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Ihabhassan.com.Cioffi Interview Ihab Hassan

Ihabhassan.com.Cioffi Interview Ihab Hassan



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Ihab Hassan
Postmodernism, Etc.:*
an Interview with Ihab Hassan
by Frank L. Cioffi
Princeton University

I first met Ihab Hassan in 1982, when I participated in his NEH Summer Seminar,
\u201cModernism, Postmodernism, and the Question of the Text.\u201d It was there that
I discovered Hassan was more than just a writer and critic; he was a teacher of
extraordinary ability and power. In the intervening years we have kept in touch, and
I find I have been influenced as much by Hassan\u2019s pedagogy and stance as by his

The following interview was assembled from November, 1998, through January,
1999, and done by telephone, e-mail, and postal mail.
Your major works of criticism that engage the idea of the postmodern--
The Dismemberment of Orpheus, Paracriticisms, The Right Promethean
Fire, The Postmodern Turn, and many essays--have had an enormous
impact on literary culture and theory. Can you briefly characterize and
account for this impact?
HASSAN:Did they have an \u201cenormous impact\u201d? My impression is that

their impact is enormously spotty. Some like Charles Jencks or Linda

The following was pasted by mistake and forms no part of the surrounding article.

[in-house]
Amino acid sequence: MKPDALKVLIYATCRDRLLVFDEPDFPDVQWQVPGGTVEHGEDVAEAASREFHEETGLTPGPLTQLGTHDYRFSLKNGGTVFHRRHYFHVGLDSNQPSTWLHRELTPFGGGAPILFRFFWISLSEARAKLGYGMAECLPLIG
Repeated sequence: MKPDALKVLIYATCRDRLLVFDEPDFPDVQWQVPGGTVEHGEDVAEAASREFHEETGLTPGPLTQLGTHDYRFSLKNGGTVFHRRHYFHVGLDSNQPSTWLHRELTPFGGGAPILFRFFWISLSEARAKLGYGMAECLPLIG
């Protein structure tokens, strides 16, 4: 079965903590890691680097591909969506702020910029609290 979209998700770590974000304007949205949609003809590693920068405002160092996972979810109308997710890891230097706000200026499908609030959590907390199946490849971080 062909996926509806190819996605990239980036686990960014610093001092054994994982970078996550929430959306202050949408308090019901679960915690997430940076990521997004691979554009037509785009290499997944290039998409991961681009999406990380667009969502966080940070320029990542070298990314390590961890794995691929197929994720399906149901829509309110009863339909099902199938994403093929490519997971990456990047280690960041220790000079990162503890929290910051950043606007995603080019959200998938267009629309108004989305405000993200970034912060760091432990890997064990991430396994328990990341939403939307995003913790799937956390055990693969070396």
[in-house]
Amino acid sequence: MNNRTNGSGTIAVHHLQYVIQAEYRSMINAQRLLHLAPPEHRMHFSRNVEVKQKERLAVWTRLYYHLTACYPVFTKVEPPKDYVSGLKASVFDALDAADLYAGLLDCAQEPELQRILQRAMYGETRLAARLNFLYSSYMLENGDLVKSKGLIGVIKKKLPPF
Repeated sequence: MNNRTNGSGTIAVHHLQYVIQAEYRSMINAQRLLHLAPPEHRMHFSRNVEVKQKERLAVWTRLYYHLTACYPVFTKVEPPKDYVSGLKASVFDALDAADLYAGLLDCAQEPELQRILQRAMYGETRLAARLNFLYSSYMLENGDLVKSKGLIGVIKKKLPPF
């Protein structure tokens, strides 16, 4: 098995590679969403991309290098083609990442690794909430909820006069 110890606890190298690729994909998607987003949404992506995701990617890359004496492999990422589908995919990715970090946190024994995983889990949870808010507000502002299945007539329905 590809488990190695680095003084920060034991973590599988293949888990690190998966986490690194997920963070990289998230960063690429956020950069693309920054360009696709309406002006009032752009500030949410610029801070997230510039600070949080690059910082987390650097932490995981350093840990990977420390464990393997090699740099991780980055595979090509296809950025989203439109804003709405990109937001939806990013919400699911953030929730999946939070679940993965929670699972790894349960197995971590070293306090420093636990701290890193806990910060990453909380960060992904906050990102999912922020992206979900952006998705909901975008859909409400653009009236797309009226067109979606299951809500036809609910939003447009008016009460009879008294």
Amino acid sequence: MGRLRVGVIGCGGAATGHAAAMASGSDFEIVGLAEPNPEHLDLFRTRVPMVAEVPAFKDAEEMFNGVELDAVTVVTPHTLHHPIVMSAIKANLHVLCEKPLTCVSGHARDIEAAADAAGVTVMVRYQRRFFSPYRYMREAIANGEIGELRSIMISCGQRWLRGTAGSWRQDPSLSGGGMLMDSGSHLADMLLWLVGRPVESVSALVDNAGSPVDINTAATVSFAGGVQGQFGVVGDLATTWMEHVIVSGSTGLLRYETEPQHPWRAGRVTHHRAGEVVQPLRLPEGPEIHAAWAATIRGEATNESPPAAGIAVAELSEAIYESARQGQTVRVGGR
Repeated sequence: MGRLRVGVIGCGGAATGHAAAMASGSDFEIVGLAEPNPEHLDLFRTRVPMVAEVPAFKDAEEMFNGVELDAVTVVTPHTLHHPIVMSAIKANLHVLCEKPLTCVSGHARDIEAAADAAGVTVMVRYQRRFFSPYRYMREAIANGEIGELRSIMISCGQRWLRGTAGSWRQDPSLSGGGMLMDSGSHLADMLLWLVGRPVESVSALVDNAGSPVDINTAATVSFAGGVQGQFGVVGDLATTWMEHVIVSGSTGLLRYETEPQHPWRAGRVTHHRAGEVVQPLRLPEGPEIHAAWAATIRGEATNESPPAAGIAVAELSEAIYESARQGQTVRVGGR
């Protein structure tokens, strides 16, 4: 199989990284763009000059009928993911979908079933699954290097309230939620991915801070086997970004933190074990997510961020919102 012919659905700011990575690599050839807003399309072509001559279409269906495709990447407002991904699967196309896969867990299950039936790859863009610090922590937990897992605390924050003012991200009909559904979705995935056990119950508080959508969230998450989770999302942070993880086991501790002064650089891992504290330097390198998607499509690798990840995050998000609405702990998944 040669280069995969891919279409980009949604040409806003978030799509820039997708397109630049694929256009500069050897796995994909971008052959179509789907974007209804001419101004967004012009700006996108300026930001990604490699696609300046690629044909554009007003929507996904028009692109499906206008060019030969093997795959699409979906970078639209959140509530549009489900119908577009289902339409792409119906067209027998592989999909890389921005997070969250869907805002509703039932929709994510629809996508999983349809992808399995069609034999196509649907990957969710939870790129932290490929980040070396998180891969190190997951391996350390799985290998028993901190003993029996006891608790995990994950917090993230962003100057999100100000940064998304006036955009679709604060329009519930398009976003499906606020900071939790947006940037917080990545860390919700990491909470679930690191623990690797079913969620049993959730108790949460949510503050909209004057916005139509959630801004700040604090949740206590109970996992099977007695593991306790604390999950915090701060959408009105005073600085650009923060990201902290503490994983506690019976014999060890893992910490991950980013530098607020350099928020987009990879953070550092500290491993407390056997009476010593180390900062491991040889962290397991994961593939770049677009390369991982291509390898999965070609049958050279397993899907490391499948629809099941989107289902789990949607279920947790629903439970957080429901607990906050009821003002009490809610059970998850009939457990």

Hutcheon or Hans Bertens will mention the work. Others--especially neo-
Marxists--will have a very different attitude toward it, a magical or
apotropaic attitude, as if to ward off a bad spell; or else they ignore it in
audible silence. There are exceptions, of course, like Bernard Smith, whose
roots are in historical materialism, and whose recent essay, \u201cThe Last Days
of the Post Mode,\u201d shows remarkable poise and maturity of judgment. But
all this is quite familiar to writers throughout history.

Well, you coined the term \u201cpostmodern\u201d in reference to a certain kind of literature; indeed, you helped define a literary movement--or do you not want credit for this?

HASSAN:No, I didn\u2019t coin the term. Some claim that a British painter

called John Watkins Chapman used the term casually in the 1870s. Since
then, Federico de Onis, Bernard Smith, Dudley Fitts, Arnold Toynbee,